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At a glance

A very rare syndrome caused by an inappropriate vasoactive intestinal peptide secretion resulting in chronic severe diarrhea leading to severe dehydration and severe hypokalemia resembling cholera. Can be associated with multiple endocrine neoplasias.

Synonyms

WDHA Syndrome; Water Diarrhea, Hypokalemia, Achlorhydria Syndrome; WDHH Syndrome; Water Diarrhea, Hypokalemia, Hypochlorhydria Syndrome; Diarrheagenic Syndrome; Pancreatic Cholera; VIPoma Syndrome.

History

Described by John U. Verner and Ashton B. Morrison, both American physicians, in 1958.

Incidence

3:10,000,000 people in the general population.

Pathophysiology

This disease is caused by inappropriate secretion of vasoactive intestinal peptide (VIP), usually secreted from non-beta islet pancreatic cells in response to food containing fat, proteins, and alcohol. It relaxes smooth muscles, resulting in a decrease of lower esophageal sphincter pressure, relaxation of the gastric antrum and body, and inhibition of gallbladder and intestinal circular muscle contraction. Extra secretion of VIP will provide general manifestations such as vasodilatation, positive inotropic action on the heart, increase in intestinal water and electrolyte secretion, inhibition of gastrin and gastric acid secretion, and stimulation of pancreatic secretion. VIPomas are neuroendocrine tumors.

Diagnosis

Characterized by severe watery diarrhea and dehydration. Diagnosis is confirmed by biochemistry (hypokalemia, hypochloremia, metabolic acidosis, high plasma VIP levels; approximately two-thirds of patients have hypercalcemia and 50% are hyperglycemic), stool analysis (isotonic, alkaline, cultures negative), and ultrasonography and CT imaging (dilated gallbladder, localization of tumors). Prostaglandin E and E2 hypersecretion can be associated.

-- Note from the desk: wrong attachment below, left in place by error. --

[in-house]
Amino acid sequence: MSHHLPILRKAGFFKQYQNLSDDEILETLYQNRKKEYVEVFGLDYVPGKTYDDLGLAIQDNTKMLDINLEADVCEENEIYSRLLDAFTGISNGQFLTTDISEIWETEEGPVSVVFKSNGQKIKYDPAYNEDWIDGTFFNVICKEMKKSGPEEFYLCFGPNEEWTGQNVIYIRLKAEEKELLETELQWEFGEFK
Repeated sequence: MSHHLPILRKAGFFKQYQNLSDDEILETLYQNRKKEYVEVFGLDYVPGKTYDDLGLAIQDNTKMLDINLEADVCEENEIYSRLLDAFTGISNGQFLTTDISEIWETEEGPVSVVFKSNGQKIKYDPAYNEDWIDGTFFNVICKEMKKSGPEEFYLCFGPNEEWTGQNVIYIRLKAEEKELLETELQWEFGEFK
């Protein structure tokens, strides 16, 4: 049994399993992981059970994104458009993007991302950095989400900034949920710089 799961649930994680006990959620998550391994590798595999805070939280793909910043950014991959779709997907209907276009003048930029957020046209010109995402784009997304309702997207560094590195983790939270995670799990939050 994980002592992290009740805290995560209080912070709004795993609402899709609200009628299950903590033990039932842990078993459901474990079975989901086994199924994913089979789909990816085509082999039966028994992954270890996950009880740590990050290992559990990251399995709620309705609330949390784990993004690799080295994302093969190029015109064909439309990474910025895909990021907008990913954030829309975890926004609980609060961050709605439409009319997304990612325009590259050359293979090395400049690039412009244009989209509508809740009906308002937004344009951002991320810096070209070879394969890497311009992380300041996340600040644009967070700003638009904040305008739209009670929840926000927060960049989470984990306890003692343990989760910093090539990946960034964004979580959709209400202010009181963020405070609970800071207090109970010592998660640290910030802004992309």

Clinical aspects

Hypermotility, watery diarrhea syndromes with hypokalemia and hypochloremia or hyperchloremia, dehydration. Lethargy, muscular weakness, nausea, vomiting, and abdominal pain are frequent. Fluid secretion may exceed 3 to 5 L, with a loss of 200 to 300 mEq of potassium daily. Some cases of VIPoma have included hypercalcemia, flushing, and glucose intolerance. Ectopic primary sites, such as the liver and jejunum, occur in approximately 10% of patients. In children, the VIPoma Syndrome is caused by either a ganglioneuroma or ganglioneuroblastoma. In adults, it is caused by bronchiogenic carcinoma, pheochromocytoma, medullar thyroid carcinoma, and retroperitoneal histiocytoma. Multiple Endocrine Neoplasia Type 1 can be associated (in MEN, hypercalcemia is frequent).

Precautions before anesthesia

Evaluate the extent of the diarrhea (history, clinical repercussion, laboratory investigations including sodium, potassium, calcium urea, creatinine, glucose, arterial blood gas analysis). Also, the tumor repercussion must be assessed because of the risk of obstruction of the duodenum or of the biliary tract and of vascular erosion (radiography, CT, endoscopy). Evaluate existence and repercussion of flushing episodes (history, clinical, heart rate and blood pressure measurement during flush).

Anesthetic considerations

Preoperative hydration and electrolyte correction is necessary based on the laboratory investigations. Elective surgical procedures must be postponed until electrolytes and the intravascular ...

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